Object detection, an overview in the age of Deep Learning
There is a nice article summarizing the advances of object detection via deep learning: Object detection: an overview in the age of Deep Learning. For
- an overview of the object detection problem,
- the comparison to other related computer vision problems,
- the challenges,
- the applications,
- and commonly used dataset,
please read the original post. Here I only list the most important algorithms here.
One of the first advances in using deep learning for object detection was OverFeat from NYU published in 2013. They proposed a multi-scale sliding window algorithm using Convolutional Neural Networks (CNNs).
Quickly after OverFeat, Regions with CNN features or R-CNN from Ross Girshick, et al. at the UC Berkeley was published which boasted an almost 50% improvement on the object detection challenge. What they proposed was a three stage approach:
- Extract possible objects using a region proposal method (the most popular one being Selective Search).
- Extract features from each region using a CNN.
- Classify each region with SVMs</a>.
While it achieved great results, the training had lots of problems. To train it you first had to generate proposals for the training dataset, apply the CNN feature extraction to every single one (which usually takes over 200GB for the Pascal 2012 train dataset) and then finally train the SVM classifiers.
This approach quickly evolved into a purer deep learning one, when a year later Ross Girshick (now at Microsoft Research) published Fast R-CNN. Similar to R-CNN, it used Selective Search to generate object proposals, but instead of extracting all of them independently and using SVM classifiers, it applied the CNN on the complete image and then used both Region of Interest (RoI) Pooling on the feature map with a final feed forward network for classification and regression. Not only was this approach faster, but having the RoI Pooling layer and the fully connected layers allowed the model to be end-to-end differentiable and easier to train. The biggest downside was that the model still relied on Selective Search (or any other region proposal algorithm), which became the bottleneck when using it for inference.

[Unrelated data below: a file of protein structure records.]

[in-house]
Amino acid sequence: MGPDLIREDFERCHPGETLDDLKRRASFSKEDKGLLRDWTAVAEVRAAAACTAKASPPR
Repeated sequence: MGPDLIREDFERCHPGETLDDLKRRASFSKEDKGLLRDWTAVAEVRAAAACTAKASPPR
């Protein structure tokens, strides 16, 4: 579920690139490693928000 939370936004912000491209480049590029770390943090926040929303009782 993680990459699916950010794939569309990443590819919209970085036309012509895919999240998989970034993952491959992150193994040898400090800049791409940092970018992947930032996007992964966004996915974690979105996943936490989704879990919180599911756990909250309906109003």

Shortly after that, You Only Look Once: Unified, Real-Time Object Detection (YOLO) paper published by Joseph Redmon (with Girshick appearing as one of the co-authors). YOLO proposed a simple convolutional neural network approach which has both great results and high speed, allowing for the first time real time object detection.
Subsequently, Faster R-CNN authored by Shaoqing Ren (also co-authored by Girshick, now at Facebook Research), the third iteration of the R-CNN series. Faster R-CNN added what they called a Region Proposal Network (RPN), in an attempt to get rid of the Selective Search algorithm and make the model completely trainable end-to-end. We won’t go into details on what the RPNs does, but in abstract it has the task to output objects based on an “objectness” score. These objects are used by the RoI Pooling and fully connected layers for classification. We will go into much more detail in a subsequent post where we will discuss the architecture in detail.
SSD and R-FCN
Finally, there are two notable papers, Single Shot Detector (SSD) which takes on YOLO by using multiple sized convolutional feature maps achieving better results and speed, and Region-based Fully Convolutional Networks (R-FCN) which takes the architecture of Faster R-CNN but with only convolutional networks.